Finally, we create an entangled state of S1 and S2 using the sequence in Fig. 6a. We set the interaction time 2t = π/J so that a 2qubit CPHASE gate is performed. The final state is (see Supplementary Note 14)
with \(\left\pm \right\rangle\) = \(\frac{\left\uparrow \right\rangle \pm \left\downarrow \right\rangle }{\sqrt{2}}\). We then perform full twoqubit state tomography and reconstruct the density matrix as shown in Fig. 6c. The resulting state fidelity with the ideal state is F = (1 + 〈XZ〉 − 〈ZX〉 − 〈YY〉)/4 = 0.81(5). The fact that F > 0.5 is a witness for twoqubit entanglement^{62}. The coherence time during the echo sequence (~700 μs, see “Methods”) is long compared to π/J (~28 μs), and thus the dephasing during the 2qubit gate is estimated to be at most 2%. Therefore we expect the main sources of infidelity to be the final sequential singleshot readout of the twoelectron spin states—no readout correction is made—and the sequential initialization of the twoelectron spins (Supplementary Note 15).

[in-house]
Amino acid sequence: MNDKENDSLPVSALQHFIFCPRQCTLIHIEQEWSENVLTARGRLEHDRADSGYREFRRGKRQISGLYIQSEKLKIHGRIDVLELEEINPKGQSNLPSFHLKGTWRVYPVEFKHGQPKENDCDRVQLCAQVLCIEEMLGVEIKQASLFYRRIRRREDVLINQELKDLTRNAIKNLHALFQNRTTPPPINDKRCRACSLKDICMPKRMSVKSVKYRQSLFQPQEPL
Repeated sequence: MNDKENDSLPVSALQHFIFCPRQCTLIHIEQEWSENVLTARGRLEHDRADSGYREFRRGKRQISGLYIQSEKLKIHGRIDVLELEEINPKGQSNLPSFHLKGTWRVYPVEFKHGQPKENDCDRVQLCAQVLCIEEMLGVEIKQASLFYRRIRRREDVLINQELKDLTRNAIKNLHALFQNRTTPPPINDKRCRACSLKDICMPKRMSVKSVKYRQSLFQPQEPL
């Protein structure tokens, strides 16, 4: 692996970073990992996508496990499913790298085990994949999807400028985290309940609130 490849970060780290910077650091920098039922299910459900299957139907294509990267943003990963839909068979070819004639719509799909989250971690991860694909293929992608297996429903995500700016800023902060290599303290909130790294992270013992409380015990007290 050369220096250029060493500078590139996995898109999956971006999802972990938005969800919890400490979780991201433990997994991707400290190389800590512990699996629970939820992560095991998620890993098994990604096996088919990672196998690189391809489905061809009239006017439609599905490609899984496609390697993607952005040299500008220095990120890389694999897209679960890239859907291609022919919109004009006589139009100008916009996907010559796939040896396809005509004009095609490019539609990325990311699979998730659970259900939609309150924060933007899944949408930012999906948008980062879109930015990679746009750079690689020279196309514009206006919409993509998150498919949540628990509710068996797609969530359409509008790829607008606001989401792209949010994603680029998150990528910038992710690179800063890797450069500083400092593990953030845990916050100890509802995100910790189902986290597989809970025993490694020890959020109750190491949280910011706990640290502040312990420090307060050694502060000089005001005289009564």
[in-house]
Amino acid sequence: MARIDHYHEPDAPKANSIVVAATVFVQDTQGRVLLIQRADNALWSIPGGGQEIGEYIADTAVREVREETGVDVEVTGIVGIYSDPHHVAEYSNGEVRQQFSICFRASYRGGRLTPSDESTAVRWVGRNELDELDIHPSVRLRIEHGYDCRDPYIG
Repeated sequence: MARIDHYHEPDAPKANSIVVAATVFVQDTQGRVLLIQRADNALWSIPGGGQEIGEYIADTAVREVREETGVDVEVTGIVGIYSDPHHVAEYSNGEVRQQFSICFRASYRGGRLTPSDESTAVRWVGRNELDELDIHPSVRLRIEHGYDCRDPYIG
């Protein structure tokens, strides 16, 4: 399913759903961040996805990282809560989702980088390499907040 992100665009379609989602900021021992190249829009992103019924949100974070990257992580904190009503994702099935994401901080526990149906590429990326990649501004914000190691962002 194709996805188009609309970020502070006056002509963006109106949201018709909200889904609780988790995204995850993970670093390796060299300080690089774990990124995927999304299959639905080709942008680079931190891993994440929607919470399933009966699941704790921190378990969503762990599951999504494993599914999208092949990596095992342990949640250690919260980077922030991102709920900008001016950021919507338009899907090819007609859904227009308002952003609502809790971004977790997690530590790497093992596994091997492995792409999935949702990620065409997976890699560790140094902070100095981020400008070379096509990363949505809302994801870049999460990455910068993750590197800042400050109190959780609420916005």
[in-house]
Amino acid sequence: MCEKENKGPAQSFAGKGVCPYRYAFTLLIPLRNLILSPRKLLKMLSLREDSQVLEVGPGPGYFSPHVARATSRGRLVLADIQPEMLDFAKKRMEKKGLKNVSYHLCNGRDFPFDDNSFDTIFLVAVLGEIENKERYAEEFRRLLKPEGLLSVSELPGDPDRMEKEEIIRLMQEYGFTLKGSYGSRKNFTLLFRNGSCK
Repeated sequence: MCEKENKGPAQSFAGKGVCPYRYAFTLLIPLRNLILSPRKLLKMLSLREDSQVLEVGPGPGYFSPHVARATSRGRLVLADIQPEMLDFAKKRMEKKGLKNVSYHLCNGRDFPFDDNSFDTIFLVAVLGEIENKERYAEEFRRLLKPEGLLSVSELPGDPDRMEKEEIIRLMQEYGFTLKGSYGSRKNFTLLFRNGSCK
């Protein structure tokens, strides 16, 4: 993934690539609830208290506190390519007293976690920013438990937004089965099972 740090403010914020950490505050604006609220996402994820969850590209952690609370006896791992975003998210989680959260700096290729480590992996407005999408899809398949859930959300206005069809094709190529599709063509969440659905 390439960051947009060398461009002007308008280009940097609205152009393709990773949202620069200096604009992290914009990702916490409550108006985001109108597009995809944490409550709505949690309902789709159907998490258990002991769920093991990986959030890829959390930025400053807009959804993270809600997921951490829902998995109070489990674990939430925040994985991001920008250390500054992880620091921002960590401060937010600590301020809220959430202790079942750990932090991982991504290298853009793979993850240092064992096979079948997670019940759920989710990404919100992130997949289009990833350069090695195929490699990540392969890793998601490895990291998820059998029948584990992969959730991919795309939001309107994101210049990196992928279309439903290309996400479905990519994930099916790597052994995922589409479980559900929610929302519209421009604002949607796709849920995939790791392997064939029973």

Discussion
In conclusion, we have developed initialization, control, singleshot readout, and entanglement of multiple individual P1 centers that are part of a bath surrounding an NV center. These results establish the P1 center as a promising qubit platform. Our methods to control individual dark spins can enable enhanced sensing schemes based on entanglement^{28,31,32}, as well as electron spin chains for quantum computation architectures^{33,34,35,36}. Larger quantum registers might be formed by using P1 centers to control nearby ^{13}C nuclear spins with recently developed quantum gates^{4}. Such nuclear spin qubits are connected to the optically active defect only indirectly through the P1 electron spin and could provide isolated robust quantum memories for quantum networks^{63}. Finally, these results create new opportunities to investigate the physics of decoherence, spin diffusion, and Jahn–Teller dynamics^{30} in complex spin baths with control over the microscopic singlespin dynamics.
Methods
Sample